Parents of Toddlers: Lots of Mimicry means you’re doing a great Job.

Parents often worry about how things are going for their children. It is hard with so many contradicting opinions and views on parenting to really know how we’re doing.

(I do plan to write the second ebook on why this happens and look at the different approaches to parenting,teaching and advising. Time. Sigh.)

What is good is that there are some sure signs that things are going well – no matter which advice we are following. The first, which I hammer on about all the time, is if children can maintain warm and constant eye-contact with their mothers (main-caregivers) without prompting or teaching.

Another key with toddlers is the amount of time they spend mimicing their mothers (main-caregivers). [While all mammals and some birds mimic the object of their affection, it is the degree to which our children do this that I am focussing on in this post.]

Mr Butterfly (21 months) is right in the middle of this stage and it does drive me crazy at times. But this is exactly what he needs to be doing at this stage of his development so I take a deep breath and know that this too will pass.

I have become the mother who cleans the loo every day (call it having sons) and who vacumms every day (call it having children). And although I can usually stop Mr Butterfly from flicking the toilet-brush around everywhere, he does like to get in and have a swish around when I’m not looking and someone (let’s say an older brother) hasn’t closed the door after they’ve been.

Mr Butterfly also becomes excited when the vacuum-cleaner appears (clearly not my real son). I usually get it out before I need to use it so that he can have a turn first. I go and do something else and by the time I’m finished my chore so is he and I can vacuum properly. (He did scream about the noise until he was older than 18 months as did the older boys. We simply didn’t vacuum every day then and waited until someone could take the screamer for a walk while the other parent did the work, let’s say once a week. *wink*)

Mr Butterfly likes to work alongside me while I sweep (he has his own small broom and will put some imaginary dust into the bin using the half-brush and shovel). He gets a bowl out when he sees me preparing food for him. He puts his dirty cup back into the cupboard when he’s finished drinking. He spends as much of his day hammering (just like Daddy), or cutting or sanding as he can. He draws (just like his brothers) and climbs like they do and rides his little sit-on and scoot-along-the-ground bike.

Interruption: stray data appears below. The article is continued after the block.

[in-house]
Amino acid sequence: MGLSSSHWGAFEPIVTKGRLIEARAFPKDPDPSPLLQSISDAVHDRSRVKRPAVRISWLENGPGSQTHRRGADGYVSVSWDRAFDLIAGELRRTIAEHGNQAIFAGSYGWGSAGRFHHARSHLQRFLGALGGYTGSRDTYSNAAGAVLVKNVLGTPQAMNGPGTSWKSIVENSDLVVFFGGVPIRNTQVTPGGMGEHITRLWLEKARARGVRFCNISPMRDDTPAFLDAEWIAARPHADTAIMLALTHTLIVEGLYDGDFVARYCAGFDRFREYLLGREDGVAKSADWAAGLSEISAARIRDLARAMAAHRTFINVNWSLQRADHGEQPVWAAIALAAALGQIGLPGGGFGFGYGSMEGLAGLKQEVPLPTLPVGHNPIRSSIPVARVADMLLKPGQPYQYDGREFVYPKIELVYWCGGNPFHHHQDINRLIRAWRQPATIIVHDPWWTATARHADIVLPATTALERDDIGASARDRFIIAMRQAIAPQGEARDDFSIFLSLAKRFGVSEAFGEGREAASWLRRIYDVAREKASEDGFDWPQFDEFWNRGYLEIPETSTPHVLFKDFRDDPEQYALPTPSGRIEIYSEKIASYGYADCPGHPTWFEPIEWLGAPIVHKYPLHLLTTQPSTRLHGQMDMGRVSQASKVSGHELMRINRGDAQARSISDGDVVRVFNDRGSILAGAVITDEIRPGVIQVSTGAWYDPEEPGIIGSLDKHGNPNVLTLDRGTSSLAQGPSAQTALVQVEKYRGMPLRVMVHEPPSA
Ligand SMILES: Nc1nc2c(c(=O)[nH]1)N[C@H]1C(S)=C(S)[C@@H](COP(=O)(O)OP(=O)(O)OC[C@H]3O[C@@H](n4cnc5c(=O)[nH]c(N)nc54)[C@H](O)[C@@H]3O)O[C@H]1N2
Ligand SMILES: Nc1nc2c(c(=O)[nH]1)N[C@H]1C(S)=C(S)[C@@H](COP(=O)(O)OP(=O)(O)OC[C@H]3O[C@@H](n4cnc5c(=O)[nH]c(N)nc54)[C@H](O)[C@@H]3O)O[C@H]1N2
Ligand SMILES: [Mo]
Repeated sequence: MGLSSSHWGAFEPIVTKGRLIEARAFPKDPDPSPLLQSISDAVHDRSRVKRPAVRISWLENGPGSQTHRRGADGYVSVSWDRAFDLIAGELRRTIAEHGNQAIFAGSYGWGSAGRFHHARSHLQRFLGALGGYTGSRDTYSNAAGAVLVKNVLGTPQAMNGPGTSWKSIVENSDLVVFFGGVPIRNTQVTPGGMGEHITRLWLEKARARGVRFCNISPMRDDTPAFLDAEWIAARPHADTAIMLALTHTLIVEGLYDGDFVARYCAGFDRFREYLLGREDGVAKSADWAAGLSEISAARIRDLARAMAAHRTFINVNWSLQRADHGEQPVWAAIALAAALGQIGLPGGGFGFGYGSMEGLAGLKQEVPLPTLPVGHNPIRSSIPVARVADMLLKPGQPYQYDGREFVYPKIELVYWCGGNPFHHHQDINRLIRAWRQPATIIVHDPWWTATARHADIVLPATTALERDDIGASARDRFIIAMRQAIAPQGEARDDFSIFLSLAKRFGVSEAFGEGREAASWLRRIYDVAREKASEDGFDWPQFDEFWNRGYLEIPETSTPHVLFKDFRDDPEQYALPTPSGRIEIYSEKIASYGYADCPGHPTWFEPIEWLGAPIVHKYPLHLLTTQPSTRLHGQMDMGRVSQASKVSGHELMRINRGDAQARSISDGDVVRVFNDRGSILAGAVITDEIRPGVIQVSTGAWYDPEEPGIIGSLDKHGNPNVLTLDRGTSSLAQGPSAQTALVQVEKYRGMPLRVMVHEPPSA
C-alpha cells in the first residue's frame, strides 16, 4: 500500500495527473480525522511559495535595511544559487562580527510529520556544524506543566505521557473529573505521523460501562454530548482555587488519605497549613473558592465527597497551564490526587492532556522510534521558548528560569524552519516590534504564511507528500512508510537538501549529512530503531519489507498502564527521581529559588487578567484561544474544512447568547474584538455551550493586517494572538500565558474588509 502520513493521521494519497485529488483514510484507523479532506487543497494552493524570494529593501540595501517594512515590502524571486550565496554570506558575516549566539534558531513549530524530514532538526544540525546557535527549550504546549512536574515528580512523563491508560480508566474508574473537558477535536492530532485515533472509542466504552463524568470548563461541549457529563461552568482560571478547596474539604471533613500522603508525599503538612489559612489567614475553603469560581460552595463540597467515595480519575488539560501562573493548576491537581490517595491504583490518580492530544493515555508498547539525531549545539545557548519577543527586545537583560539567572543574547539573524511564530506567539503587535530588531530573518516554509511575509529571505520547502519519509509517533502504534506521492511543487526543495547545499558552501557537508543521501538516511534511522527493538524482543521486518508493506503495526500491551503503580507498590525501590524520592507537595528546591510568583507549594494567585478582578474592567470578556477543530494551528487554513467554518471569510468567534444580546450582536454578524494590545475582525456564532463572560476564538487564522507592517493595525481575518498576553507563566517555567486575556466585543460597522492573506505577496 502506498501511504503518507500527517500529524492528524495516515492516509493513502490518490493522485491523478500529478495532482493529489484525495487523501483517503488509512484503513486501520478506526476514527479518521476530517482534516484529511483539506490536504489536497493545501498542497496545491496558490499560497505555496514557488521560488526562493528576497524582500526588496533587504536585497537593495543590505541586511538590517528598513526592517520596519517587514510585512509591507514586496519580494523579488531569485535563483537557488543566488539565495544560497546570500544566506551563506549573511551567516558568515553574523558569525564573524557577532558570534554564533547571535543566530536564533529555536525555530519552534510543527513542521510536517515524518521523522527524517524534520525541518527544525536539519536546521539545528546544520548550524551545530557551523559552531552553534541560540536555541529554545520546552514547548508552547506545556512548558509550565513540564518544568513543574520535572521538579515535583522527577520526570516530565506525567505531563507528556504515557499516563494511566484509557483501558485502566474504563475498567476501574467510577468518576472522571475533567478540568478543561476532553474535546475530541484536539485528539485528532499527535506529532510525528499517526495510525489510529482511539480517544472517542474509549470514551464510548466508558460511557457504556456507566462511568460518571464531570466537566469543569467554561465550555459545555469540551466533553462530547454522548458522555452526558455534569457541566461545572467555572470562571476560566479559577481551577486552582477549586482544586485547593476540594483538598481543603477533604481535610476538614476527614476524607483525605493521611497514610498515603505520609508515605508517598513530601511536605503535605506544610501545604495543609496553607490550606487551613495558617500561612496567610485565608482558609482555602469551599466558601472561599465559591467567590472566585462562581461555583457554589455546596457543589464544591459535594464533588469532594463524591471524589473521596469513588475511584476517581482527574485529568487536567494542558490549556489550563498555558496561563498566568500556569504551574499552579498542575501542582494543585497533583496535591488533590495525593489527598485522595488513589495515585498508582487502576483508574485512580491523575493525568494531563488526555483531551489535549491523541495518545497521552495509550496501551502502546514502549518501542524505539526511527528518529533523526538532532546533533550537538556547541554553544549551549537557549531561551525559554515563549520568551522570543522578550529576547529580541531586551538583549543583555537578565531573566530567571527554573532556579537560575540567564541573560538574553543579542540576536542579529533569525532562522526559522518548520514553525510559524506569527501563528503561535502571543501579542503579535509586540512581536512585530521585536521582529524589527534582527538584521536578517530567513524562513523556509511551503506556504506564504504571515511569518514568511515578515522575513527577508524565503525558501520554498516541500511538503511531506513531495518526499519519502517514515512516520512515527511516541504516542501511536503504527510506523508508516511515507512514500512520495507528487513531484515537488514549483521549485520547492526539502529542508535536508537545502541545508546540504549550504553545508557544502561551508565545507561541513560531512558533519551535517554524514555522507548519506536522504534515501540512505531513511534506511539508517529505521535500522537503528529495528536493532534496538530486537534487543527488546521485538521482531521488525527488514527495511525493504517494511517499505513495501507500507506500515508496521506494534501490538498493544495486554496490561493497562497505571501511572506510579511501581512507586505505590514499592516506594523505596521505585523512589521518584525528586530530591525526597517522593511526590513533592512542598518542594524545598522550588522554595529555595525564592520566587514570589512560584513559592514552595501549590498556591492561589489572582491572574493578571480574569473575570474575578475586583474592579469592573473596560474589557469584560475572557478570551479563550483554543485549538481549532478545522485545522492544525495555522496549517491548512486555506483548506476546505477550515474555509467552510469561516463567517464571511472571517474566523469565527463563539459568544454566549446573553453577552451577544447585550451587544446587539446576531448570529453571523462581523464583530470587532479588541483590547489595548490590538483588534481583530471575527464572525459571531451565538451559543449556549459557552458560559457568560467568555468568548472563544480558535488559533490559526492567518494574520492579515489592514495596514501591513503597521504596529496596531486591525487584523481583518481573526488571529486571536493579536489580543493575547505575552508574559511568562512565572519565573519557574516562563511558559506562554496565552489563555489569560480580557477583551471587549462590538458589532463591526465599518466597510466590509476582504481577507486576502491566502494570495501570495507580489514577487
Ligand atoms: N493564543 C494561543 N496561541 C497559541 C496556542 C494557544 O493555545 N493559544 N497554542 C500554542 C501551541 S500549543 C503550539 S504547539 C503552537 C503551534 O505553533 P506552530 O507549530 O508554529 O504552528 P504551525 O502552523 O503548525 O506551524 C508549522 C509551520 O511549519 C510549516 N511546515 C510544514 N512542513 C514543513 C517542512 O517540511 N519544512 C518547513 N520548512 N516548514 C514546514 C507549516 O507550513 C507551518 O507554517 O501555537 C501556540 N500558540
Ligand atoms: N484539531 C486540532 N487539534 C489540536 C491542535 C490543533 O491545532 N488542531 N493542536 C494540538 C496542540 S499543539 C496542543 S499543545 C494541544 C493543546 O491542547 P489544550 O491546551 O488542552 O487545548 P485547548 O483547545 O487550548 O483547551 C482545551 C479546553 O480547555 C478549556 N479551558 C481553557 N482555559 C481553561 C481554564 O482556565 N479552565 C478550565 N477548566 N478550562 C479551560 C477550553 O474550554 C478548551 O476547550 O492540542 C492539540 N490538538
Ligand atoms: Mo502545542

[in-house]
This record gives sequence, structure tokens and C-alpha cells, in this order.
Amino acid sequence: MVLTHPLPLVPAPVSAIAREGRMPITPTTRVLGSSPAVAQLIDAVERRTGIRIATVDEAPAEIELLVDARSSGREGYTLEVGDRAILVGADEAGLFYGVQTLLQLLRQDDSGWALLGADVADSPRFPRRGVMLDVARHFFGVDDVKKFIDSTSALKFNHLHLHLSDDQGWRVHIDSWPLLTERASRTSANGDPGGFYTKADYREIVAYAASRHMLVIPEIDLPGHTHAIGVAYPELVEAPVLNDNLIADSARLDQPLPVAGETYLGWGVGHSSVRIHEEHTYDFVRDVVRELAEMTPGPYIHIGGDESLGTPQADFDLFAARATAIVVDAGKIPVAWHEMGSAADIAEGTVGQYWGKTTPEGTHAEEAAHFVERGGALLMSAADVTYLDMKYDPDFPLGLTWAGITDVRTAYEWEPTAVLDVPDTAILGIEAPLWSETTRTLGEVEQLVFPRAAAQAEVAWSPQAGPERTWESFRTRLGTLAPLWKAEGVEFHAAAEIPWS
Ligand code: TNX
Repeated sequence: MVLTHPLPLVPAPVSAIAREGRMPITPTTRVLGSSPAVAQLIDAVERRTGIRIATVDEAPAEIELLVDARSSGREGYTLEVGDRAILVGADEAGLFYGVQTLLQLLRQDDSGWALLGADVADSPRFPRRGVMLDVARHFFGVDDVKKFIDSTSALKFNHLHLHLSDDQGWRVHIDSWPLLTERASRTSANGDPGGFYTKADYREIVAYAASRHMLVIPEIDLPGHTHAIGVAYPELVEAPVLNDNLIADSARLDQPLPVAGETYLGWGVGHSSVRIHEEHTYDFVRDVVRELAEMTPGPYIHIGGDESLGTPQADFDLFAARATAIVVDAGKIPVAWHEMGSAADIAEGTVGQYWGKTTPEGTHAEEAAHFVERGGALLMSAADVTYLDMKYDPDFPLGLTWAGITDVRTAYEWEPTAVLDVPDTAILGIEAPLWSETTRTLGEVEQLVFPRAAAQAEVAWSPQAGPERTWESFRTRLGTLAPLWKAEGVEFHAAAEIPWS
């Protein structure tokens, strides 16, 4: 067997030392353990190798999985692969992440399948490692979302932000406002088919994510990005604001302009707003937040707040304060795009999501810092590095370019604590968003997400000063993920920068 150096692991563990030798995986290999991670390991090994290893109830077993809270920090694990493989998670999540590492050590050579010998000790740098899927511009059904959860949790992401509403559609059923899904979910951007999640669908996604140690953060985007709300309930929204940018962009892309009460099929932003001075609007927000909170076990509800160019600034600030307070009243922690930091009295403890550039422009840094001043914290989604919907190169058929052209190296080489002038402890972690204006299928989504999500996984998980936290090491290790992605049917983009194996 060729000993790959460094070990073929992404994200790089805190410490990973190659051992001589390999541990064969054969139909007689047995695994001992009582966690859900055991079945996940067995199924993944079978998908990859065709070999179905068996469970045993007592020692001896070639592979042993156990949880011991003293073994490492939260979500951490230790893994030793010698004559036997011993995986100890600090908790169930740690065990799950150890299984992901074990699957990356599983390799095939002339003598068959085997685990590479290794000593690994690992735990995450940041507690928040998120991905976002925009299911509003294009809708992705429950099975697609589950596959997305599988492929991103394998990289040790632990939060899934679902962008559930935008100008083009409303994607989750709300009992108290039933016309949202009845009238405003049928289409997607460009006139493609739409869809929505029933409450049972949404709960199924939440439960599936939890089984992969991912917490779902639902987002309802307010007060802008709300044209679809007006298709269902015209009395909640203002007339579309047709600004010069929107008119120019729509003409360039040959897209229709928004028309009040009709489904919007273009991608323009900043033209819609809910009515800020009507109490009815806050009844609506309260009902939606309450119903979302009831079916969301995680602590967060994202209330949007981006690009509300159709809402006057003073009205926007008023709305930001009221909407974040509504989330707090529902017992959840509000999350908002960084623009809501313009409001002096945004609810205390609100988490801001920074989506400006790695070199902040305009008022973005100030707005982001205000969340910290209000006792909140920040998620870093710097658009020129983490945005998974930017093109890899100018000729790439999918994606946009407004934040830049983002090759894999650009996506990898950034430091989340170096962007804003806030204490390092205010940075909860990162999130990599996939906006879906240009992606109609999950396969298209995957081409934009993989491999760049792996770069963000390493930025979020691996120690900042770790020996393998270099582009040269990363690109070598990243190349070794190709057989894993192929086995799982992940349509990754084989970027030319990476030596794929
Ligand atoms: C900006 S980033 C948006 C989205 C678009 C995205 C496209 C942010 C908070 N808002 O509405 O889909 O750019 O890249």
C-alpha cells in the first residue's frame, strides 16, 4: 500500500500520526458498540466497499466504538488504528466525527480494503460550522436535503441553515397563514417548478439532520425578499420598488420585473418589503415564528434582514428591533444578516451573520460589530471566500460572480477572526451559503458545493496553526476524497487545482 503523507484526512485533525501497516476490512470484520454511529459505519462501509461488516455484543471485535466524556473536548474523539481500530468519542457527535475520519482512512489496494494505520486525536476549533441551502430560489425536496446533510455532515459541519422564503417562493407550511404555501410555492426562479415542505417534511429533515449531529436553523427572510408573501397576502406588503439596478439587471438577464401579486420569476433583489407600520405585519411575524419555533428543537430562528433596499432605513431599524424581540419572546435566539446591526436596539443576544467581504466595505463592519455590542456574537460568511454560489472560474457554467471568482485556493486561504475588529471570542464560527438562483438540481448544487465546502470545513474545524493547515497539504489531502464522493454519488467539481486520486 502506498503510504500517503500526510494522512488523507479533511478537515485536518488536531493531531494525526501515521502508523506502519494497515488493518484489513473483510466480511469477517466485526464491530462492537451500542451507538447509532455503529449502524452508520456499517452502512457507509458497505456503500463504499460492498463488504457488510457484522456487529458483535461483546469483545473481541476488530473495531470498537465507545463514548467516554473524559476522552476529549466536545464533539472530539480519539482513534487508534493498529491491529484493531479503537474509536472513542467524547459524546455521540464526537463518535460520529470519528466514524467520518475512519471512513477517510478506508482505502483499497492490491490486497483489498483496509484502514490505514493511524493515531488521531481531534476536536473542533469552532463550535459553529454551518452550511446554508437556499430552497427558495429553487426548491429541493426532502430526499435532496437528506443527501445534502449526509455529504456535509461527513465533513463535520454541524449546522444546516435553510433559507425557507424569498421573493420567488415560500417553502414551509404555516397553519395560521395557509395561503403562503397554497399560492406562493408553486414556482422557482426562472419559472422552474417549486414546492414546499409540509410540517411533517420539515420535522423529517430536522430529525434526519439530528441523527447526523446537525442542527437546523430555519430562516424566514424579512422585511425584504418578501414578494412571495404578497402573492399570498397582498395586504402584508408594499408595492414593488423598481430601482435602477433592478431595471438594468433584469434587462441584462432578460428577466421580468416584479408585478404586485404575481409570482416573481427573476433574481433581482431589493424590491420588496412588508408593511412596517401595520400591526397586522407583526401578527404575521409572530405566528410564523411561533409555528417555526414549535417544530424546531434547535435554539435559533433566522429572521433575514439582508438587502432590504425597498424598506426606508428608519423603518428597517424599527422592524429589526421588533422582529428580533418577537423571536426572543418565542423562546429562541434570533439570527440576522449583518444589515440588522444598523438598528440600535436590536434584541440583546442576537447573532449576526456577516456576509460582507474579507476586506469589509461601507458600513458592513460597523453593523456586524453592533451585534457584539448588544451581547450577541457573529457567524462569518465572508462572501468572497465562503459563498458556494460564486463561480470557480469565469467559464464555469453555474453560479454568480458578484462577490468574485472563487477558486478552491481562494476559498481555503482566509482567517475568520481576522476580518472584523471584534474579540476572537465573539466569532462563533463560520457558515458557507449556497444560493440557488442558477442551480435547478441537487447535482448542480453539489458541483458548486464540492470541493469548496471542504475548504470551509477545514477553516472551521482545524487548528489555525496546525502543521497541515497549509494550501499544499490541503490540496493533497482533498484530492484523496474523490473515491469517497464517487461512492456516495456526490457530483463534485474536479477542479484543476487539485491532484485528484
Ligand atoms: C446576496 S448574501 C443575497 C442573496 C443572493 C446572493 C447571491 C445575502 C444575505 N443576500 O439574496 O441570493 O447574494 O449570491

I know of at least one parent who decided that doing these things wasn’t ‘educational’ enough for her child, so put him into daycare so he could learn stuff. She simply didn’t realise that mimicry was a sign that her son felt a strong emotional connection to her and was showing her that he trusted her to ‘teach’ him how to manage the world. She also enforced other times of disconnection, which probably haven’t been useful for him. Interestingly, with that same child – who at the age of two showed he was well connected to her, she now has (disconnection) behavioural issues.

Education is great. I’m all for it. But toddlers don’t really need to be learning their alphabet, colours, shapes and numbers. These are important but they are not urgent. Let’s get education into perspective! For healthy development, toddlers truly need to be following us around and mimicing what they see. They need to be with someone who engages them in conversation and listens to what they have to say, then responds to show they have been properly heard.

The key to all this is connectiveness. Emotionally connected toddlers will mimic their parents more than toddlers who aren’t as emotionally connected. It’s a matter of degree – the greater the connection the greater the amount of mimicry. The  mimicry shows that they trust their parents will guide them properly. The mimicry shows they feel safe. The mimicry shows they want to be just like their parents and they enjoy our company. I kinda like that.

So whomever you follow for your parenting advice – be assured, that a toddler who has warm and constant eye-contact with their main care-giver (without prompting) and who engages in lots of mimicry – is doing just fine.

(This is officially how I help put food on the table. If you’ve found this article useful, please feel free to use the Koha button just above my blogroll. Even the smallest amount is appreciated. 🙂 )

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About Karyn @ kloppenmum

kloppenmum is me, Karyn Van Der Zwet, mother of three and ex-teacher. I'm part of a revolution in parenting, with the aim to raise mature (not sophisticated) and self-assured children. I also know some stuff about adults. I have also had articles printed in The Journal for The British Association for Counselling and Psychotherapy (Children and Young People) and the US parenting magazine, Pathways to Family Wellness, as well I regularly write for World Moms Blog (named as one of the Forbes 100 most useful blogs for women 2012 &2013). You can follow me on facebook (kloppenmum) pinterest (Karyn at Kloppenmum) and twitter (@kloppenmum). I'm also vaguely on LinkedIn (Karyn Van Der Zwet). Thanks to Joe (Mr Hare) for taking the photo. Cheers, son: xxxx.
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14 Responses to Parents of Toddlers: Lots of Mimicry means you’re doing a great Job.